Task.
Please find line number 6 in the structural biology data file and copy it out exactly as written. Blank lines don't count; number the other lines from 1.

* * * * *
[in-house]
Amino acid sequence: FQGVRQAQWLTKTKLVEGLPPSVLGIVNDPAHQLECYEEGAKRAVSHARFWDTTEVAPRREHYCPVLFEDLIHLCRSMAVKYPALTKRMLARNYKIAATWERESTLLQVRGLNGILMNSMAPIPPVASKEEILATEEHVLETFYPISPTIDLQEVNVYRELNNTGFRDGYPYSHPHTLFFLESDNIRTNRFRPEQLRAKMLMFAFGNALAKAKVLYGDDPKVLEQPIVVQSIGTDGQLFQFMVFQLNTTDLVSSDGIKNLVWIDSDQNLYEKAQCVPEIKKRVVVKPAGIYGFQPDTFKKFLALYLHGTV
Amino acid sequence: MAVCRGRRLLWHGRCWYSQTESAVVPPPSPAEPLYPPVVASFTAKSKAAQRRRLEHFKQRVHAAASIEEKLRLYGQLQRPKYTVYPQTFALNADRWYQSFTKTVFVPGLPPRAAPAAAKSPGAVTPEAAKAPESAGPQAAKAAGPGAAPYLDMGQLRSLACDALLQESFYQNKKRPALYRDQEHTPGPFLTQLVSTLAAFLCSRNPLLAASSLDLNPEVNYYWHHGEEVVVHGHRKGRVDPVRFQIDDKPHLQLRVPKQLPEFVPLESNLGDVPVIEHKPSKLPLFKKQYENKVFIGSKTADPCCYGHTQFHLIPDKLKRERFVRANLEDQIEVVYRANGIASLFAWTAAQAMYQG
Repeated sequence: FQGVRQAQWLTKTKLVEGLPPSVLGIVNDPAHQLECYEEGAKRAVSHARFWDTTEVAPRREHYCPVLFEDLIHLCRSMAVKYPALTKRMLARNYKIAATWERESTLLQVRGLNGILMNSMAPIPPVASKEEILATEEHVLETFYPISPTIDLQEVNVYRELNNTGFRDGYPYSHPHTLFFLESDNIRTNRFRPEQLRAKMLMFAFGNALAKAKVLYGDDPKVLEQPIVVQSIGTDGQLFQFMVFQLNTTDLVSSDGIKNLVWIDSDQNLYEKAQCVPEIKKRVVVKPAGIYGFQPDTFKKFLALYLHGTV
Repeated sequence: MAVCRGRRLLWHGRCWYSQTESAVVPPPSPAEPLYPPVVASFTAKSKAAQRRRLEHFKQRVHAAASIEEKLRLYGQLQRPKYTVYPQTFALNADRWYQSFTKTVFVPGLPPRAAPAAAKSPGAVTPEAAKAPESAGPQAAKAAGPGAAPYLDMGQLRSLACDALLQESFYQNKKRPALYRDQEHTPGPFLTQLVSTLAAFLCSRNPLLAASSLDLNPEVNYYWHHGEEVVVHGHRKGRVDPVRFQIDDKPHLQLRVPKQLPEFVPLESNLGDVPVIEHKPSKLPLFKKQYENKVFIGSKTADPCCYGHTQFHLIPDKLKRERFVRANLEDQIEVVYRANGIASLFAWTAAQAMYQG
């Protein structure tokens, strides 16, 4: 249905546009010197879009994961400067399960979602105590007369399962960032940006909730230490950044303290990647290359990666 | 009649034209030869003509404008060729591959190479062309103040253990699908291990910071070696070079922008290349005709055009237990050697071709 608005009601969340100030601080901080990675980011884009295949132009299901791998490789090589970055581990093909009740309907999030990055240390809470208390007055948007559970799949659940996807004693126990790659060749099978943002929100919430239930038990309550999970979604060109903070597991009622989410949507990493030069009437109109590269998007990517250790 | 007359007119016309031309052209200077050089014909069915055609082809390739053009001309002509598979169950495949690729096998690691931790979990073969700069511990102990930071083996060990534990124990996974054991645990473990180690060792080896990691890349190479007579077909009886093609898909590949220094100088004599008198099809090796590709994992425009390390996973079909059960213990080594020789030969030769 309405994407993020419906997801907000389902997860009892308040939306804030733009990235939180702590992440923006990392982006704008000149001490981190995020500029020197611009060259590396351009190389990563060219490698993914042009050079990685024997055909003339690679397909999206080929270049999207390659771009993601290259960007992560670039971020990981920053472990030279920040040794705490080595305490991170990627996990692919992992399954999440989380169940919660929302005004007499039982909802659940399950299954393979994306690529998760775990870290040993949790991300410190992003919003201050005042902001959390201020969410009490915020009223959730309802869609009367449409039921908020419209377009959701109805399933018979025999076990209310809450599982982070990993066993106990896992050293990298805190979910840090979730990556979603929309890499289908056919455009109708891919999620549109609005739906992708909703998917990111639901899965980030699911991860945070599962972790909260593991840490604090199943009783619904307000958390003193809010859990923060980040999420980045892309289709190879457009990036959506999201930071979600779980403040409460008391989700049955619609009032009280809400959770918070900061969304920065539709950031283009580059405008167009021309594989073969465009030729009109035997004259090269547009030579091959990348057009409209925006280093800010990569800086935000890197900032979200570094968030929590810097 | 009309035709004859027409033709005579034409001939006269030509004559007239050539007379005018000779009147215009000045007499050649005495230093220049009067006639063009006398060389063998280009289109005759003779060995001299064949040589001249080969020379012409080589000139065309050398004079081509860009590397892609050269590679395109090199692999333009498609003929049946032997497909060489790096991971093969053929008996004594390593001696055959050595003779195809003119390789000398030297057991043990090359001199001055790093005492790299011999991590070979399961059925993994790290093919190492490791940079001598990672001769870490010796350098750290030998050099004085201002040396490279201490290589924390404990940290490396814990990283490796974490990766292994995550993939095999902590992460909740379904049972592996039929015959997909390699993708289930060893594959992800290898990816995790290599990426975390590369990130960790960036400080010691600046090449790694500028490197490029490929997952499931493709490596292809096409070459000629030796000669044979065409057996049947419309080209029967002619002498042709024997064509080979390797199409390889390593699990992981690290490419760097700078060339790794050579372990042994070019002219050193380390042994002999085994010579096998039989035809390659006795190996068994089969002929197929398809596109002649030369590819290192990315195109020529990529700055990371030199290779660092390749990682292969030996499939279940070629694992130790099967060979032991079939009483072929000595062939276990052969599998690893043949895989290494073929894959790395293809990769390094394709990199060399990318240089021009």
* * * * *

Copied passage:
């Protein structure tokens, strides 16, 4: 249905546009010197879009994961400067399960979602105590007369399962960032940006909730230490950044303290990647290359990666 | 009649034209030869003509404008060729591959190479062309103040253990699908291990910071070696070079922008290349005709055009237990050697071709 608005009601969340100030601080901080990675980011884009295949132009299901791998490789090589970055581990093909009740309907999030990055240390809470208390007055948007559970799949659940996807004693126990790659060749099978943002929100919430239930038990309550999970979604060109903070597991009622989410949507990493030069009437109109590269998007990517250790 | 007359007119016309031309052209200077050089014909069915055609082809390739053009001309002509598979169950495949690729096998690691931790979990073969700069511990102990930071083996060990534990124990996974054991645990473990180690060792080896990691890349190479007579077909009886093609898909590949220094100088004599008198099809090796590709994992425009390390996973079909059960213990080594020789030969030769 309405994407993020419906997801907000389902997860009892308040939306804030733009990235939180702590992440923006990392982006704008000149001490981190995020500029020197611009060259590396351009190389990563060219490698993914042009050079990685024997055909003339690679397909999206080929270049999207390659771009993601290259960007992560670039971020990981920053472990030279920040040794705490080595305490991170990627996990692919992992399954999440989380169940919660929302005004007499039982909802659940399950299954393979994306690529998760775990870290040993949790991300410190992003919003201050005042902001959390201020969410009490915020009223959730309802869609009367449409039921908020419209377009959701109805399933018979025999076990209310809450599982982070990993066993106990896992050293990298805190979910840090979730990556979603929309890499289908056919455009109708891919999620549109609005739906992708909703998917990111639901899965980030699911991860945070599962972790909260593991840490604090199943009783619904307000958390003193809010859990923060980040999420980045892309289709190879457009990036959506999201930071979600779980403040409460008391989700049955619609009032009280809400959770918070900061969304920065539709950031283009580059405008167009021309594989073969465009030729009109035997004259090269547009030579091959990348057009409209925006280093800010990569800086935000890197900032979200570094968030929590810097 | 009309035709004859027409033709005579034409001939006269030509004559007239050539007379005018000779009147215009000045007499050649005495230093220049009067006639063009006398060389063998280009289109005759003779060995001299064949040589001249080969020379012409080589000139065309050398004079081509860009590397892609050269590679395109090199692999333009498609003929049946032997497909060489790096991971093969053929008996004594390593001696055959050595003779195809003119390789000398030297057991043990090359001199001055790093005492790299011999991590070979399961059925993994790290093919190492490791940079001598990672001769870490010796350098750290030998050099004085201002040396490279201490290589924390404990940290490396814990990283490796974490990766292994995550993939095999902590992460909740379904049972592996039929015959997909390699993708289930060893594959992800290898990816995790290599990426975390590369990130960790960036400080010691600046090449790694500028490197490029490929997952499931493709490596292809096409070459000629030796000669044979065409057996049947419309080209029967002619002498042709024997064509080979390797199409390889390593699990992981690290490419760097700078060339790794050579372990042994070019002219050193380390042994002999085994010579096998039989035809390659006795190996068994089969002929197929398809596109002649030369590819290192990315195109020529990529700055990371030199290779660092390749990682292969030996499939279940070629694992130790099967060979032991079939009483072929000595062939276990052969599998690893043949895989290494073929894959790395293809990769390094394709990199060399990318240089021009």